professional facilitator and take a full day (or two evenings) to accomplish this and get a quality plan. After that is done the group then takes each year and forms action lists. These have a high chance of becoming a reality the more the group gets detailed in a written action item. These also become an automatic agenda
item(s) at various times of each year for all future meetings after that.
The GLCI Coalition group says that they want to reach the goal in year 1 of the strategic/action plan of becoming more visible as the source for grazing information in their state. In other words they would become the gateway for anyone wanting any kind of grazing information in their state. The group did several things inan action item plan to accomplish this.
1. Appoint a small committee to get bids/information of what agriculture/grazing group websites cost to develop and then maintain per year by August 1, for example, and report in writing to the group.
2. Appoint a small committee to choose websites that have the look and format that are similar to the group’s from across the US or even Canada, New Zealand, Australia, etc. and recommend the 3 best to the group by August 1 also.
3. The group will make a decision on both these items at the August meeting.
4. Form a committee to raise XXXX dollars for the cost of the website the group chose by December 1.
5. Form a committee at the August meeting to solicit bids from at least three website designers upon showing the preferred look/format of the group by December 1.
6. Hire a website designer at the December meeting to create the group’s website by February 1. This type of plan has a high chance of getting accomplished during the year.
This is a real scenario of a GLCI coalition. There are also other states in this same example that one of the partners agreed to do this item at their own expense – their contribution to the group. So you can see it takes more effort of your group by planning things this way, but it will accomplish more. Observations have been that the groups that are skipping all of these steps and have no formal written items seem to struggle much more at accomplishing spoken or even written goals.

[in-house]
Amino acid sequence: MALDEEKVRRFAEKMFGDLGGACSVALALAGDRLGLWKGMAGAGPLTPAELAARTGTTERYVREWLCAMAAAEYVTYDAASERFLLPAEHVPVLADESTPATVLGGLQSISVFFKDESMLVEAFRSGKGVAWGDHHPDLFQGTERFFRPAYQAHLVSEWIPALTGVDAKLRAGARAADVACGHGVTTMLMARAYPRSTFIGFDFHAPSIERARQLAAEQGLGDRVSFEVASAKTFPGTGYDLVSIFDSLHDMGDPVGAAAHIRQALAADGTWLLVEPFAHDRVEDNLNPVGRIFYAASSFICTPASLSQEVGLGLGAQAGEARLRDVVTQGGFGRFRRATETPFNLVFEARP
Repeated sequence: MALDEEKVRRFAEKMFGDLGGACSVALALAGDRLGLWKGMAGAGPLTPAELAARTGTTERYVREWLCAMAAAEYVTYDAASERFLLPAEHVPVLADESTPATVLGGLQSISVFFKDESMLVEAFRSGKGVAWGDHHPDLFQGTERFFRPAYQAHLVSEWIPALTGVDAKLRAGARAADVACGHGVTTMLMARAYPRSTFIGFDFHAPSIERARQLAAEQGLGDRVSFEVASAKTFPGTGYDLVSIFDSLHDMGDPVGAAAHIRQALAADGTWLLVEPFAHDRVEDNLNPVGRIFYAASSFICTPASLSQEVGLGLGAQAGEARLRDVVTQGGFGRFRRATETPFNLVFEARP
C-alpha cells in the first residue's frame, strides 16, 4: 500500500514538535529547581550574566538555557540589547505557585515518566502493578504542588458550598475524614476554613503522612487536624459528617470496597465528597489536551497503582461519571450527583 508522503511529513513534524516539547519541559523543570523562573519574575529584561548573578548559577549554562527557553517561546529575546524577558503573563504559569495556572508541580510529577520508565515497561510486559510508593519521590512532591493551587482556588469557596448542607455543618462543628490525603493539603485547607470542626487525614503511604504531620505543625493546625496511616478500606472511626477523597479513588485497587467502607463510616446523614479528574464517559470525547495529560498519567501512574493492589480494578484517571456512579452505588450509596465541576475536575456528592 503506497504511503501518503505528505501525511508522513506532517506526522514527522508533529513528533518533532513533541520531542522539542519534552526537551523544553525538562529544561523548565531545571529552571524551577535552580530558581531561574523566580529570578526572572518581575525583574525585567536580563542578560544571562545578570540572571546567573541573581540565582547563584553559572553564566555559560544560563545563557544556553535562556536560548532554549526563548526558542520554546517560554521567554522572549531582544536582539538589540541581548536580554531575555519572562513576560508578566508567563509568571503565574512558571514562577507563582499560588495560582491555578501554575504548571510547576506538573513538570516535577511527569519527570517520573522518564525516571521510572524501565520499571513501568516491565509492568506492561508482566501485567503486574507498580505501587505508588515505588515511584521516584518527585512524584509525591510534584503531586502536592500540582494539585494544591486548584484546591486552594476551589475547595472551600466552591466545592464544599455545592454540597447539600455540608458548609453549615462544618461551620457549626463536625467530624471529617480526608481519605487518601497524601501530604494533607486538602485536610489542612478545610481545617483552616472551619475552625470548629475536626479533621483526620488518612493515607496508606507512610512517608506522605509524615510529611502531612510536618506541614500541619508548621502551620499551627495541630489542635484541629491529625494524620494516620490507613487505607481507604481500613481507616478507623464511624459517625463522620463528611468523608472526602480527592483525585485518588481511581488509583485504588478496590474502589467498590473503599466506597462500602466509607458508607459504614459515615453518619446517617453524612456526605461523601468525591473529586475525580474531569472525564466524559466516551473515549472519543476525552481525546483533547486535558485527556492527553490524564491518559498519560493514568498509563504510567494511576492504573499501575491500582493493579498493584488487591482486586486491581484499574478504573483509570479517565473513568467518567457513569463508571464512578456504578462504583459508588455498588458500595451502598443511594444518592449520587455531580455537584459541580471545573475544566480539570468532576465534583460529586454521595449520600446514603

Example – Detailed Annual Action Items Accomplishments – detailed action items and the strategic plan are shown to the partner members at an annual meeting of the group and/or meetings of the partner representative’s organizations – sheep breeders association, cattlemen’s association, land grant university and extension, etc.
This is then used to update the group at every meeting (helps with the agenda) and to update or change items as other things change in life. Obviously, after 5 years, the group creates another strategic plan. Montana GLCI even has a marketing plan as part of their big strategic plan, as in TV, radio and written media channels. So
your GLCI coalition, group, committee or even as a subcommittee of another group (grass farmers association, AFGC state chapter, etc.) can accomplish great things for grazing management and forages in your state.